• United States

State your security objectives

Feb 18, 20032 mins

* It's important to make your objectives clear

Management by objectives, or MBO, centers on the need and value of defining measurable objectives for a group. The theory is that unless we can measure performance and progress, our impressions of compliance with our goals will be too fuzzy and uncertain to motivate staff and to provide value to upper managers for strategic planning.

An important tool for MBO in the operations field is the service-level agreement (SLA). This agreement serves as a contract that defines acceptable service. For example, one can define the maximum acceptable rate of downtime for a network or the maximum acceptable response time for an application program. Knowing the limits is crucial for effective quality control; as staff see spikes or trends approaching the control limits, they can investigate the causes of irregular results or take action to correct appropriate factors before there’s a serious problem.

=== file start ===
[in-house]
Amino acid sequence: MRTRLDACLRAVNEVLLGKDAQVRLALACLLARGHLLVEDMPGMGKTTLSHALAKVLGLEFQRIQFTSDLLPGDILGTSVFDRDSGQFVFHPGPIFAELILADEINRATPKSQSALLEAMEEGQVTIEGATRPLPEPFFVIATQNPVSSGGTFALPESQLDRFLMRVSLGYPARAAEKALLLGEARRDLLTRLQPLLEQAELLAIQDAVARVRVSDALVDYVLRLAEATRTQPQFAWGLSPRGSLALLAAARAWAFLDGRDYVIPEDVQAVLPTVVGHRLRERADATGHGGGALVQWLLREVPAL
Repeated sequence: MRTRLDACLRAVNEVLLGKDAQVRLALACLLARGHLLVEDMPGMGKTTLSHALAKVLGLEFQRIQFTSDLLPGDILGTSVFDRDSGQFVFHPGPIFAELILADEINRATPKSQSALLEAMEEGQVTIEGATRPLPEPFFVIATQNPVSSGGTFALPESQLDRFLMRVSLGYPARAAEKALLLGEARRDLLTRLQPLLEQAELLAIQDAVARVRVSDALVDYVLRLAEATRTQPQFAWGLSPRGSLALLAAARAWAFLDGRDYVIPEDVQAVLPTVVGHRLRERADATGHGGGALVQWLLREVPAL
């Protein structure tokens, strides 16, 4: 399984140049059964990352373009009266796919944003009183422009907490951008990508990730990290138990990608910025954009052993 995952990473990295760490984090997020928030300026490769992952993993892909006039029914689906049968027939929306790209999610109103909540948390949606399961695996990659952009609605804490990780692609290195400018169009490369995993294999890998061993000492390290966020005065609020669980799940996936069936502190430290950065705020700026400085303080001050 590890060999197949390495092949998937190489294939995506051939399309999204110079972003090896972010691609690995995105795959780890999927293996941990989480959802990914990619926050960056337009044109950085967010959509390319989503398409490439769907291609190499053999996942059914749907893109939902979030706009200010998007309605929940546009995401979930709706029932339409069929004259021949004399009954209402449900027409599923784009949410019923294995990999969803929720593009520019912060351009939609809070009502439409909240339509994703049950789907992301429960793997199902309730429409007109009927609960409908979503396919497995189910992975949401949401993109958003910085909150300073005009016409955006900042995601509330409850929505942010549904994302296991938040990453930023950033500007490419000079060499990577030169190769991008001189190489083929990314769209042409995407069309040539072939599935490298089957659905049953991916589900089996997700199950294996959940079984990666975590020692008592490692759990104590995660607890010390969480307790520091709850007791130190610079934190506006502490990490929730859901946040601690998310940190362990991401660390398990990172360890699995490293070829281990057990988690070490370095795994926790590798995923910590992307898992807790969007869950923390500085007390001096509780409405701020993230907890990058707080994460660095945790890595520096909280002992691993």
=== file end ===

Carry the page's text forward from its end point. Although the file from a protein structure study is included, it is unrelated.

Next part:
Without stated limits, people may wait until there’s a disaster. When people rush around without a plan as they react to an emergency, everything is more expensive and more prone to error.

Applying MBO to security, I’d say it’s not enough to use general terms like “be secure” or “protect information resources.” I think that we should be using objectives such as “In the next three months, we will successfully prevent all unauthorized changes to our public Web server.”

We could use the concepts of SLAs to set a goal of ensuring a minimum available bandwidth for the network even in cases of denial-of-service attacks. Perhaps a good measurable objective might be “Find no more than 10% of all workstations logged on to the network after 8 p.m. every night.” How about, “Identify no more than 10% of all passwords by running crack programs on the password file?” Or “Limit porn-surfing on corporate machines to a maximum of 20% of total bandwidth during working hours?” If you do penetration tests, then it should be possible to define reasonable measurable objectives and then test those using the pen-tests.

Thinking in behavioral and measurable terms sharpens our ability to identify trouble spots and weak points in our security measures. Here’s a jingle you can set to music like the Burma Shave ads of the 1950s: “Sharpen up and apply MBO to IA today!”